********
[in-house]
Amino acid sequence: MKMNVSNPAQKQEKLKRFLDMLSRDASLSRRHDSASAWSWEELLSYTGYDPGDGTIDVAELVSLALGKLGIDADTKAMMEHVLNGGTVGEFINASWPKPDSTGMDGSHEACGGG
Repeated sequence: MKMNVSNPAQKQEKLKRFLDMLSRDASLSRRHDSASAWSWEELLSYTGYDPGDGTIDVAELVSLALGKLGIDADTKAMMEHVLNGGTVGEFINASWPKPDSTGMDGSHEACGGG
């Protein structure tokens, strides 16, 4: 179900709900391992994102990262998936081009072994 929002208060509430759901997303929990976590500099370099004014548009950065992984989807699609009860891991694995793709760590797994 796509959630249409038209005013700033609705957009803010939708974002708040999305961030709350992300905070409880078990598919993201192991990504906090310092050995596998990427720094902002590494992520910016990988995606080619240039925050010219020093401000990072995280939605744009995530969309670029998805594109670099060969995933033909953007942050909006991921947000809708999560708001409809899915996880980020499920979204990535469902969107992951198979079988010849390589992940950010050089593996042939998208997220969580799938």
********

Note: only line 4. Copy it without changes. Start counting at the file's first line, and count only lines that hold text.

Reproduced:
């Protein structure tokens, strides 16, 4: 179900709900391992994102990262998936081009072994 929002208060509430759901997303929990976590500099370099004014548009950065992984989807699609009860891991694995793709760590797994 796509959630249409038209005013700033609705957009803010939708974002708040999305961030709350992300905070409880078990598919993201192991990504906090310092050995596998990427720094902002590494992520910016990988995606080619240039925050010219020093401000990072995280939605744009995530969309670029998805594109670099060969995933033909953007942050909006991921947000809708999560708001409809899915996880980020499920979204990535469902969107992951198979079988010849390589992940950010050089593996042939998208997220969580799938």